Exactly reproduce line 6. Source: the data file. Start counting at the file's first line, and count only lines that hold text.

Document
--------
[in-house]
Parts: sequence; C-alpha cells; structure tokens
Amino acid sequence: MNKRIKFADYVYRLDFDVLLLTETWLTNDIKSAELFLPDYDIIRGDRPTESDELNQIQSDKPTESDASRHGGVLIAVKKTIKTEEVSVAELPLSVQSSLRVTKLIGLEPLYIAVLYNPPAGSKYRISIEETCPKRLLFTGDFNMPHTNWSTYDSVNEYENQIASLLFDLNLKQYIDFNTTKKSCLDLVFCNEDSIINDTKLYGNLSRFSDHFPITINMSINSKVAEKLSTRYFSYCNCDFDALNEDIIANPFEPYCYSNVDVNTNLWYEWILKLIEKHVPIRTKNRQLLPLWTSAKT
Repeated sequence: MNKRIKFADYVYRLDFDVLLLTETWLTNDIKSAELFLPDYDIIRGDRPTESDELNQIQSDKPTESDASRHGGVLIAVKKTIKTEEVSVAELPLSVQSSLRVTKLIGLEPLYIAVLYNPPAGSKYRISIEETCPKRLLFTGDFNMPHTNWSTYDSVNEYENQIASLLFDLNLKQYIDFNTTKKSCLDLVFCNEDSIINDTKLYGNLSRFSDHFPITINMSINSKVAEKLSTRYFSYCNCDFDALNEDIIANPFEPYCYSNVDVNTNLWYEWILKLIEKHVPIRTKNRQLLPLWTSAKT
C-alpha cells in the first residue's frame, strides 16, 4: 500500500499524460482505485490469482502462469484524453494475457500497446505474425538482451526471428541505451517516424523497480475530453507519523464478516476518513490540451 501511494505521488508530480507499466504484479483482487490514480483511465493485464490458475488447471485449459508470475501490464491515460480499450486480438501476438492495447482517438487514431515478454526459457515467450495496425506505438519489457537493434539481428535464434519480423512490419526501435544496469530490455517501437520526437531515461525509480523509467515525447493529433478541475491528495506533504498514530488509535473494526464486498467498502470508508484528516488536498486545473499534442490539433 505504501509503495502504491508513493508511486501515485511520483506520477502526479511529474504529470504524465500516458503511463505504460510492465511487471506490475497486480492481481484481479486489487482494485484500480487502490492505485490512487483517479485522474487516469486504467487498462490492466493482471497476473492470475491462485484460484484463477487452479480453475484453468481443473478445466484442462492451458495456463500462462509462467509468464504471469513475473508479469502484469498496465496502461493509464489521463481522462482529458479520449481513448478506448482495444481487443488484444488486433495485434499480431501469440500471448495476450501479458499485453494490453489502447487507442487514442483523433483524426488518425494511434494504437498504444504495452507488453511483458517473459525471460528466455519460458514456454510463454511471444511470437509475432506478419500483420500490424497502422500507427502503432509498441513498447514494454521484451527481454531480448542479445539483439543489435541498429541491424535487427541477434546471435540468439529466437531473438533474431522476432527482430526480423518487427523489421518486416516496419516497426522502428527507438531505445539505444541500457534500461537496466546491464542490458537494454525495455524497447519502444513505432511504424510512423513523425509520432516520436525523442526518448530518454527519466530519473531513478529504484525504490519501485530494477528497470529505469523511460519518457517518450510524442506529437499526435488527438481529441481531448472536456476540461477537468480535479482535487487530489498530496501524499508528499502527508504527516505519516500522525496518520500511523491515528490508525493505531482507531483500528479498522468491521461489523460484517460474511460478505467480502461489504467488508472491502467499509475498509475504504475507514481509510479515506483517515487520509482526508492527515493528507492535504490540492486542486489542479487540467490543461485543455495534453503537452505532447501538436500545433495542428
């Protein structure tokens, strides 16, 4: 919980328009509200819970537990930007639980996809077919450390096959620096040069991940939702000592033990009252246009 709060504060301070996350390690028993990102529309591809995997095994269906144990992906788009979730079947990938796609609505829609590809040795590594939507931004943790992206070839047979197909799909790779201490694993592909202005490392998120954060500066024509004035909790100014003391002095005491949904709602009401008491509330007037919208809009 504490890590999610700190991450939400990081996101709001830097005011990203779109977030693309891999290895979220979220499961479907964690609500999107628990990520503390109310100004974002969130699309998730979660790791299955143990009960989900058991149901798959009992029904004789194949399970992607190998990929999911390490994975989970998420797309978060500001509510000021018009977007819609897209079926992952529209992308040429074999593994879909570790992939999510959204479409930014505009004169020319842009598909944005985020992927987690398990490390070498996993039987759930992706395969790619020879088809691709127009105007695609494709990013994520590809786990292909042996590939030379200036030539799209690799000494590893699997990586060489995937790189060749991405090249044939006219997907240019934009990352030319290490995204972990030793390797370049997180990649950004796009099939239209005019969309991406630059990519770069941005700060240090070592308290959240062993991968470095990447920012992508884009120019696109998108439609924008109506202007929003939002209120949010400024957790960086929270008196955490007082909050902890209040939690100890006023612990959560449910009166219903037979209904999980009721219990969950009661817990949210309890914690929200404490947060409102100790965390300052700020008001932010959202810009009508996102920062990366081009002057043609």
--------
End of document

């Protein structure tokens, strides 16, 4: 919980328009509200819970537990930007639980996809077919450390096959620096040069991940939702000592033990009252246009 709060504060301070996350390690028993990102529309591809995997095994269906144990992906788009979730079947990938796609609505829609590809040795590594939507931004943790992206070839047979197909799909790779201490694993592909202005490392998120954060500066024509004035909790100014003391002095005491949904709602009401008491509330007037919208809009 504490890590999610700190991450939400990081996101709001830097005011990203779109977030693309891999290895979220979220499961479907964690609500999107628990990520503390109310100004974002969130699309998730979660790791299955143990009960989900058991149901798959009992029904004789194949399970992607190998990929999911390490994975989970998420797309978060500001509510000021018009977007819609897209079926992952529209992308040429074999593994879909570790992939999510959204479409930014505009004169020319842009598909944005985020992927987690398990490390070498996993039987759930992706395969790619020879088809691709127009105007695609494709990013994520590809786990292909042996590939030379200036030539799209690799000494590893699997990586060489995937790189060749991405090249044939006219997907240019934009990352030319290490995204972990030793390797370049997180990649950004796009099939239209005019969309991406630059990519770069941005700060240090070592308290959240062993991968470095990447920012992508884009120019696109998108439609924008109506202007929003939002209120949010400024957790960086929270008196955490007082909050902890209040939690100890006023612990959560449910009166219903037979209904999980009721219990969950009661817990949210309890914690929200404490947060409102100790965390300052700020008001932010959202810009009508996102920062990366081009002057043609």